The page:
Picture a very mainstream group of New Yorkers who don't necessarily know each other but are all on the quest for something bigger than themselves. They are people who pass one another in busy streets; they are co-workers; they are strangers. They are Everyman and Everywoman who seemingly manage their lives well at first glance but are actually balancing personal acceptance and rejection at every turn. Of the 13 individuals we meet Walker (John Turturro) and Patricia (Amy Irving) are a married couple trying to be in love without talking about it; Troy (Matthew McConaughey) is a morality-centered lawyer until he drives home drunk; and Gene (Alan Arkin) is a hardworking salesman whose climb up the corporate ladder negatively affects his familial relationships. Each individual is at a crossroads; they all must determine their worth based on their core values. Their stories are unique yet universal as they embark upon the soul-wrenching question "if only."
While Matthew McConaughey adds the big-name lure to the film don't expect him to be the star of the show. Since there are so many stories being told each of the actors gets a fair amount of screen time. McConaughey (Troy) does deliver a quality performance however. His educated ambitious character fits the handsome actor who frighteningly reveals his tragic side when he fails to practice what he preaches. Kudos to Clea Duvall (Beatrice) the young housecleaner who makes dusting seem like a fairy's art. She is gentle and natural on-screen leading her co-worker (and the audience) to believe in an ideal world--until both bone-breaking and heart-breaking experiences leave her bitter. John Turturro's obsessive-compulsive introvert is shifty and irritating in a successful way--he's perfect as the nerdy genius who just can't hold on to a good thing. Alan Arkin (Gene) certainly holds his own as the grump who believes happiness is a curse but it is only William Wise (Wade) whose eternal optimism shines alone foiling every other character in the film. His silly smile is unbelievable at first then it turns into something refreshingly sincere.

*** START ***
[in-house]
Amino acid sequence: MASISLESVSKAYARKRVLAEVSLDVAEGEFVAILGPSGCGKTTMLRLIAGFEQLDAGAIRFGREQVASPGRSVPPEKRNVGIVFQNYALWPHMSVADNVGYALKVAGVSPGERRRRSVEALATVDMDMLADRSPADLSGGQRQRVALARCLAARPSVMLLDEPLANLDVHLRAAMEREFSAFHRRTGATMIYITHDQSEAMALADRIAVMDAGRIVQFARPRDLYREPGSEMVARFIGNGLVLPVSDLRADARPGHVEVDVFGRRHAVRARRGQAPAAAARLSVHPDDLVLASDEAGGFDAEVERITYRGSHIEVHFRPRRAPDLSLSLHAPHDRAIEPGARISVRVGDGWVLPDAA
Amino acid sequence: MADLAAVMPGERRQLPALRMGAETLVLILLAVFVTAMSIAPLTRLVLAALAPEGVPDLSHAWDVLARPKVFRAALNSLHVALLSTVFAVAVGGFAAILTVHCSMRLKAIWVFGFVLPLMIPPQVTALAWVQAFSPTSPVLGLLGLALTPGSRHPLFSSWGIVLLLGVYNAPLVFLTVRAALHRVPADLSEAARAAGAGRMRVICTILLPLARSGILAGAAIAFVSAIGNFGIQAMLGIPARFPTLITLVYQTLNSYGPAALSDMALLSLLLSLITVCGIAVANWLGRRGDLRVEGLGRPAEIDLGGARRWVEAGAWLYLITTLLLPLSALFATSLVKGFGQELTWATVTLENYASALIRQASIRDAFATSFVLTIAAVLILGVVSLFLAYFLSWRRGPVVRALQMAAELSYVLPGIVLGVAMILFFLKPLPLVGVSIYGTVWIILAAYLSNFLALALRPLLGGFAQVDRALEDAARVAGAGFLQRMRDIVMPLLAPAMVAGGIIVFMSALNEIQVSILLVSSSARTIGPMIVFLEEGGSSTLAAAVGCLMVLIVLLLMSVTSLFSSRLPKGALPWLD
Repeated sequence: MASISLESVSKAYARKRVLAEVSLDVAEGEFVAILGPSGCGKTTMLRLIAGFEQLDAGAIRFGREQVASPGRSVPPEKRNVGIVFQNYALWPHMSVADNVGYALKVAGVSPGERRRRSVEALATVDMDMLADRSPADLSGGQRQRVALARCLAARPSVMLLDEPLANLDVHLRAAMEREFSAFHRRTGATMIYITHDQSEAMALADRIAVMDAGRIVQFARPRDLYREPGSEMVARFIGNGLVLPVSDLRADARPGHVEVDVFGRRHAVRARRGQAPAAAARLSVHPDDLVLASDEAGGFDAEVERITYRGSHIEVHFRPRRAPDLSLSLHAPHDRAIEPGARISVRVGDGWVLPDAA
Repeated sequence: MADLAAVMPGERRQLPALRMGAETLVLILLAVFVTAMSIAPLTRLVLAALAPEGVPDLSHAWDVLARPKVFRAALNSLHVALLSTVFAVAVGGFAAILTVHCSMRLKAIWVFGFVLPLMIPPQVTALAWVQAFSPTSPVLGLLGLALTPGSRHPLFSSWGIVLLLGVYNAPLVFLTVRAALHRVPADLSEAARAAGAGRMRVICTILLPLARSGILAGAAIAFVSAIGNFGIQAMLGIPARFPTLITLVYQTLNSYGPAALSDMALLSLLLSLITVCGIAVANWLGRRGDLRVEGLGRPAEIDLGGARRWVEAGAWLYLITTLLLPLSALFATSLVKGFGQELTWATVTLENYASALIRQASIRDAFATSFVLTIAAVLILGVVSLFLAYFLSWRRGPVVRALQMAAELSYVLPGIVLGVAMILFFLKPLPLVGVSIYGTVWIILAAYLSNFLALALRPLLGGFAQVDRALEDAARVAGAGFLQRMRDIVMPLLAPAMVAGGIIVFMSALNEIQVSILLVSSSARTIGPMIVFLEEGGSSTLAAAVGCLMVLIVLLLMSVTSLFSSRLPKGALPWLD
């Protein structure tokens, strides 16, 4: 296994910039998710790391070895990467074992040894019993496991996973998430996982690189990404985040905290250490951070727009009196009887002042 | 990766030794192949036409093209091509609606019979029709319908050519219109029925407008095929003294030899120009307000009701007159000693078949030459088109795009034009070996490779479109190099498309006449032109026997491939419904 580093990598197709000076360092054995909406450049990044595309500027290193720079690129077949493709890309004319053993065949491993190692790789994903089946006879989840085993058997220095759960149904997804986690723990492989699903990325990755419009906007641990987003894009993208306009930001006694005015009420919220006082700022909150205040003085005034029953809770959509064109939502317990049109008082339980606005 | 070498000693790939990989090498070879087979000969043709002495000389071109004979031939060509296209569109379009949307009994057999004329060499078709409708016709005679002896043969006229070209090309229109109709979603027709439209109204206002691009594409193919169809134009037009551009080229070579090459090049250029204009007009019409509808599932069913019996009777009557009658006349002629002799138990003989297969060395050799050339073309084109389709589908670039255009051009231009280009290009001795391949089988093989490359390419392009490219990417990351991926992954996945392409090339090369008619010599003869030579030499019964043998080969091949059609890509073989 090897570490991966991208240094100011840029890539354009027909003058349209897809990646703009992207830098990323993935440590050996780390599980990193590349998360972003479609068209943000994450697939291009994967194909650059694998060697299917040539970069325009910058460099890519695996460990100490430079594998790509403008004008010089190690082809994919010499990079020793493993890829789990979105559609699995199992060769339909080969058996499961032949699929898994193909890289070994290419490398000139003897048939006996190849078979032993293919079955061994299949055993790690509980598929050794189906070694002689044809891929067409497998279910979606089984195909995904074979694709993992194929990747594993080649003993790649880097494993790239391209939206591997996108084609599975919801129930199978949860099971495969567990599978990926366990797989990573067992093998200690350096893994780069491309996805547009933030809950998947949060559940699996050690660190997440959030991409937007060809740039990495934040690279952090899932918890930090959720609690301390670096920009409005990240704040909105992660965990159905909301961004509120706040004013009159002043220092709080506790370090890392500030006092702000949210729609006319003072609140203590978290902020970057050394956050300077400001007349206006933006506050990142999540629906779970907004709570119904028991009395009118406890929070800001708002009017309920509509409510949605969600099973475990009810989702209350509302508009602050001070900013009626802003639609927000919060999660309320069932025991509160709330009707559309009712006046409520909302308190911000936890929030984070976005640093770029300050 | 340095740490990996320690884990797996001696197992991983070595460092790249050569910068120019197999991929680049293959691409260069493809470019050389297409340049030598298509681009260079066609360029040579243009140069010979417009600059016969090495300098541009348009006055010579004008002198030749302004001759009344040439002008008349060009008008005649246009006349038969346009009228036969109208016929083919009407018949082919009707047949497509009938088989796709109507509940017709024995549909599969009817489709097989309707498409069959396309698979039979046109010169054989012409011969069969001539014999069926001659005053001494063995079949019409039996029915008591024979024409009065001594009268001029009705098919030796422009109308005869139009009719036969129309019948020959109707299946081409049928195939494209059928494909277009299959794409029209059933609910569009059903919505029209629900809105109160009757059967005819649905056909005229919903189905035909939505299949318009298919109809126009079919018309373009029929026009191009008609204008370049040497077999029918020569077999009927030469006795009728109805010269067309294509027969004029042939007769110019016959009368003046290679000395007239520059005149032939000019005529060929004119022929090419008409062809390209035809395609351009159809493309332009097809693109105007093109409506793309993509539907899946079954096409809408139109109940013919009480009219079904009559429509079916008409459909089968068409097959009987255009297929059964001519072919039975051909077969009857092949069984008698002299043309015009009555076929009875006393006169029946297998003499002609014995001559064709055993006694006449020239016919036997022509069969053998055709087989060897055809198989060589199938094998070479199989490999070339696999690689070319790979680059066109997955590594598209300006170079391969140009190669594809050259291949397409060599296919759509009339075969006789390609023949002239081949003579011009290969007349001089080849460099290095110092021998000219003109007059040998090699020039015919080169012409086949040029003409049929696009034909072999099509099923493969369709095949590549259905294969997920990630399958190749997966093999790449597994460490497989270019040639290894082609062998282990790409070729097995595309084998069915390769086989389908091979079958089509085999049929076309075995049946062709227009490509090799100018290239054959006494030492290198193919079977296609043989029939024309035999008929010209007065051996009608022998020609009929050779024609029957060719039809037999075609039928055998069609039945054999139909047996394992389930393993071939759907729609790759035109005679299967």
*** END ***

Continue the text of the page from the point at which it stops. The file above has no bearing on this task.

This is the second film Jill Sprecher has directed and co-written with her sister Karen Sprecher. Non-linear the film weaves in and out of various storylines allowing the audience to peek into pivotal moments of individuals' lives. Similar techniques have been implemented in films like Traffic Magnolia and Pulp Fiction. The film is also broken up into chapter-like sections; each could stand on its own becoming like a movie within a movie. The chapters are titled with phrases like "Wisdom comes suddenly " "Ignorance is bliss" and "Show me a happy man." Color and season also play intricately in this film. Dowdy green walls suffocate the couple in marital trouble (green is also the color of jealousy); dingy brown and yellow office furniture reminds us Gene's office is a depressing place to spend a bustling New York day; and moments of pure joy are attached to the white shirt the autumn wind blows from Beatrice's arms.